Oceans are gradually becoming warmer and more acidic as more carbon dioxide enters the atmosphere — two shifts that are altering the economic foundations of many coastal regions. In a new study published in Nature Climate Change, we and our colleagues set out to identify hotspots around the United States for ocean acidification, writes scientists in The Conversation US. Read the full story here.
Reef-building corals, algae, and other symbiotic marine organisms develop ecosystems that could withstand the impacts of climate change, reports the International Business Times. You can read about this new study here.
Kombu, a seaweed integral to Japanese cuisine, is under threat by changing tastes and warming oceans, writes The Washington Post. Read the full story here.
Marine ExChange are running a national survey of anyone who loves to fish, dive, boat, sail or just walk along the beach. Do the 2015 National Survey of Marine Users to be in the draw for thousands of dollars of great prizes! The survey will help researchers understand the if, how and why of public involvement in marine research. For more information, and to do the survey, click here.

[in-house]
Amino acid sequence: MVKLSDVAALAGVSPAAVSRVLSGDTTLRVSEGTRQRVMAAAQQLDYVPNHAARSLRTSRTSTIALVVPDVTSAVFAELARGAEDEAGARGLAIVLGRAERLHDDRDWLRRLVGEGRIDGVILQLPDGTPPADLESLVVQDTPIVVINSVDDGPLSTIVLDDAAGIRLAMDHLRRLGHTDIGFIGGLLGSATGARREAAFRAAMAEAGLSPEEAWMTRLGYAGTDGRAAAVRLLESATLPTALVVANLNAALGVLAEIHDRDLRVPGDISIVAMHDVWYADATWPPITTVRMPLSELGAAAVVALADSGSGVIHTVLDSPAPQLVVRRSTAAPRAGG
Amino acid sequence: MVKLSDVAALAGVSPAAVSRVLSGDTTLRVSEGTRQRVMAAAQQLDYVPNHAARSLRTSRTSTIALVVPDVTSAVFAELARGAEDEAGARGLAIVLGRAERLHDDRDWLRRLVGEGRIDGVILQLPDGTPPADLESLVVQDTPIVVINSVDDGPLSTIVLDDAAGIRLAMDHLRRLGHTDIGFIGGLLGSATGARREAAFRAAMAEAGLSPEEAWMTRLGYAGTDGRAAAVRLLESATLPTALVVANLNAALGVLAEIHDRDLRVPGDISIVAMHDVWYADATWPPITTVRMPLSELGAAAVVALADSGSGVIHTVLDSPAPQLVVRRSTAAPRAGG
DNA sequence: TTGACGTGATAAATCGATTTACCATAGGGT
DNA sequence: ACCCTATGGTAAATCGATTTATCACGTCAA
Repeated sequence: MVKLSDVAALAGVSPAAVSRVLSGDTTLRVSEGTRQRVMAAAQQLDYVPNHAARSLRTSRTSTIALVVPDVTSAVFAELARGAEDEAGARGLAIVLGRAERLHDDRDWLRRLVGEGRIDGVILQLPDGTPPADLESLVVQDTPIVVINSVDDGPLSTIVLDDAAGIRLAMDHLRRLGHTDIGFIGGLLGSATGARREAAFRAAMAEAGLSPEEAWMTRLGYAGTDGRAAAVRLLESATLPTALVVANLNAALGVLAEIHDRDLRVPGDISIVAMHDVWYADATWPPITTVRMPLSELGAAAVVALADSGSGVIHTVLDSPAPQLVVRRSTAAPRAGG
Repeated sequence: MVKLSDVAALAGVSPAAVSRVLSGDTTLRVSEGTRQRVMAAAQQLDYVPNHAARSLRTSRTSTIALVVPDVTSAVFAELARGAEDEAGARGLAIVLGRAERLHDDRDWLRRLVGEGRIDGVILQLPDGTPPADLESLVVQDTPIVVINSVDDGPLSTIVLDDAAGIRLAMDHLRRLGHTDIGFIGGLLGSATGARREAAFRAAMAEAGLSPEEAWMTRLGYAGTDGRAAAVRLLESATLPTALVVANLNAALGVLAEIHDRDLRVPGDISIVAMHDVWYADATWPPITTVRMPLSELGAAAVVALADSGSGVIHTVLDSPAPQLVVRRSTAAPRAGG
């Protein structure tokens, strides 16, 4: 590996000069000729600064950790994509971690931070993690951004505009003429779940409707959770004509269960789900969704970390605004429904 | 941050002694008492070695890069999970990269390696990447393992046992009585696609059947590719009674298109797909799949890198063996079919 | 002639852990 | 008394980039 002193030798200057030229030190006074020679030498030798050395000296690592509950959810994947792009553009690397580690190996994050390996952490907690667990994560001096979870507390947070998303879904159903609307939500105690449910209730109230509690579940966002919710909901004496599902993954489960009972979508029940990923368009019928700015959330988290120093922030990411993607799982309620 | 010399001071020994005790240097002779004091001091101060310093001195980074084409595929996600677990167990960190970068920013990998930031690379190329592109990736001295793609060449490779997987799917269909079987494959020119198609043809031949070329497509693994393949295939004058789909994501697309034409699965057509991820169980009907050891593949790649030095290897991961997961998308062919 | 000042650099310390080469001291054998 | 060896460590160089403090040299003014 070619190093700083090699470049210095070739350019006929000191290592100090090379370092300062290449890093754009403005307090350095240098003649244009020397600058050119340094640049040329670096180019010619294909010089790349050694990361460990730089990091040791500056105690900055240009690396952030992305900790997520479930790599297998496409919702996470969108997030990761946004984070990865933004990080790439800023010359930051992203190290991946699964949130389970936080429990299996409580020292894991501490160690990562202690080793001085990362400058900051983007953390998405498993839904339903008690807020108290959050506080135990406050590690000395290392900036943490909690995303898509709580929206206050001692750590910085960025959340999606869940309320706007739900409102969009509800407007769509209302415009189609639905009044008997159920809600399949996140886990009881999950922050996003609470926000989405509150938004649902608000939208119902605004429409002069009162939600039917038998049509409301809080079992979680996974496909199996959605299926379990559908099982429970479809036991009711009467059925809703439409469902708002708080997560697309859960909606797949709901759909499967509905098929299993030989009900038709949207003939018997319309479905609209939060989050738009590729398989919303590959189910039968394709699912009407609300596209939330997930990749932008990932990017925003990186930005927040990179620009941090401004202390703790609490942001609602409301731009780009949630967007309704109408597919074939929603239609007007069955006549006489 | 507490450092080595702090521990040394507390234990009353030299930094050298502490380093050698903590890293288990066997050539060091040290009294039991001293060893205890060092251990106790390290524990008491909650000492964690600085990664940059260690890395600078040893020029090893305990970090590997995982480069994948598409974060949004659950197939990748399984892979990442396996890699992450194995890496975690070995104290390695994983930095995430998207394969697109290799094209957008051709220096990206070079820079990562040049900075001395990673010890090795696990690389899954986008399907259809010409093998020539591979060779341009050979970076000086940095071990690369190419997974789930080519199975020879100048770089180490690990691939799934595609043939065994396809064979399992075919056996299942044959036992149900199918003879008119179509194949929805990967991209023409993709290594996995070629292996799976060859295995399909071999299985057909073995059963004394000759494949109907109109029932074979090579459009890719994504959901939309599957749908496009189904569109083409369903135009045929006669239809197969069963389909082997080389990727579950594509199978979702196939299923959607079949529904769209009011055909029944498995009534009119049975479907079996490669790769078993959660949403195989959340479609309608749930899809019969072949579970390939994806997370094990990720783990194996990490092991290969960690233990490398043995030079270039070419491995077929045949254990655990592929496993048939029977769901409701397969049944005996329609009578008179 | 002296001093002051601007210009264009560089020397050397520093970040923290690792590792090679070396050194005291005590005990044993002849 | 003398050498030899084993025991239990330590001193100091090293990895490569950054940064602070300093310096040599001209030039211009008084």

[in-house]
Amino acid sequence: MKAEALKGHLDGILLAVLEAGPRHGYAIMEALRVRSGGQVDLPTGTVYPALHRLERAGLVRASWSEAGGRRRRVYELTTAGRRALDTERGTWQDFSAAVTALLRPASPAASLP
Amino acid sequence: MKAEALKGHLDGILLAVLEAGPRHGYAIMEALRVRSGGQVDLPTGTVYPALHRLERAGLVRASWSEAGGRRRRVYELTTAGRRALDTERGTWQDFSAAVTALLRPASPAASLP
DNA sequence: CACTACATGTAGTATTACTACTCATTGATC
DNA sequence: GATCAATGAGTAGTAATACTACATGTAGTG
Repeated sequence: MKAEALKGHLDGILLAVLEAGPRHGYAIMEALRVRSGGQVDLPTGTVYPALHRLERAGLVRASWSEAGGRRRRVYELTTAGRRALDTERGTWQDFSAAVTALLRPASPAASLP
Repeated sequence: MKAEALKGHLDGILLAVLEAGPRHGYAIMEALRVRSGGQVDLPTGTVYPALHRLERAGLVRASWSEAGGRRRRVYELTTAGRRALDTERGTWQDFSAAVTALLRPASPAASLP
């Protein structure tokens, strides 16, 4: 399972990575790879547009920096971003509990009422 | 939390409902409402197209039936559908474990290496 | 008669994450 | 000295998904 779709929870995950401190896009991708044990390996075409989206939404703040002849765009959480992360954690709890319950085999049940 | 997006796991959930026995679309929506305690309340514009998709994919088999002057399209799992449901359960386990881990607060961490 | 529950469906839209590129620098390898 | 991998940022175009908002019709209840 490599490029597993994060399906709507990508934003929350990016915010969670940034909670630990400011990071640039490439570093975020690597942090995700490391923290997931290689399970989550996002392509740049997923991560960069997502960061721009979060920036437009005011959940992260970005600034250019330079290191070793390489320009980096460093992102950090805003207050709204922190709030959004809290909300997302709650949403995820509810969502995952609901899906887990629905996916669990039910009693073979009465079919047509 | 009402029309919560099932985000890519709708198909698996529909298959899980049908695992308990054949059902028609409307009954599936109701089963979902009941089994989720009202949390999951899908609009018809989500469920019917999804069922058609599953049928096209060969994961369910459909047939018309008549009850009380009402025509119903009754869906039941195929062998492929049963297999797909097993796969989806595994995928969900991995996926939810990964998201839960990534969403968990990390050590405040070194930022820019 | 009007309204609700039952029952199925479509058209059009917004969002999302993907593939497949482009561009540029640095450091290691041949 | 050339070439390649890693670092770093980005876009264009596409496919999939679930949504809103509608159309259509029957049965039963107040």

Consider yourself warned. We can expect a burst of supercharged warming when the pause in rising global temperatures finally ends, writes New Scientist. Read the full article here.
CBS news reports that warm waters in the tropical Pacific and Indian Oceans will spark widespread coral bleaching across the world this year. Read the full story here.
A report to be published Thursday in the journal Nature suggests that global warming may increase upwelling in several ocean current systems around the world by the end of this century, especially at high latitudes, and will cause major changes in marine biodiversity, writes Science Daily. Read how this may impact fisheries here.
Climate change might be destroying corals with ocean acidification and forcing dolphins to change their range, but some species are actually benefiting from it. Warming ocean temperatures off the coast of northern California, for example, have triggered a population explosion of bright pink, inch-long sea slugs in tide pools along California’s central and northern coastline, writes the Discovery Channel News. Read the full story here.
When it comes to immunisation, climate change or wind farms, people often form groups and reinforce irrational views, according to the ABC Science Show on Radio National. So why do the scientific facts not penetrate? Redmap features highly in this discussion with Annabel Crabb, Tanya Ha and Tory Shepherd as an example of communicating science by involving the community. Listen at around the 23 minute mark here.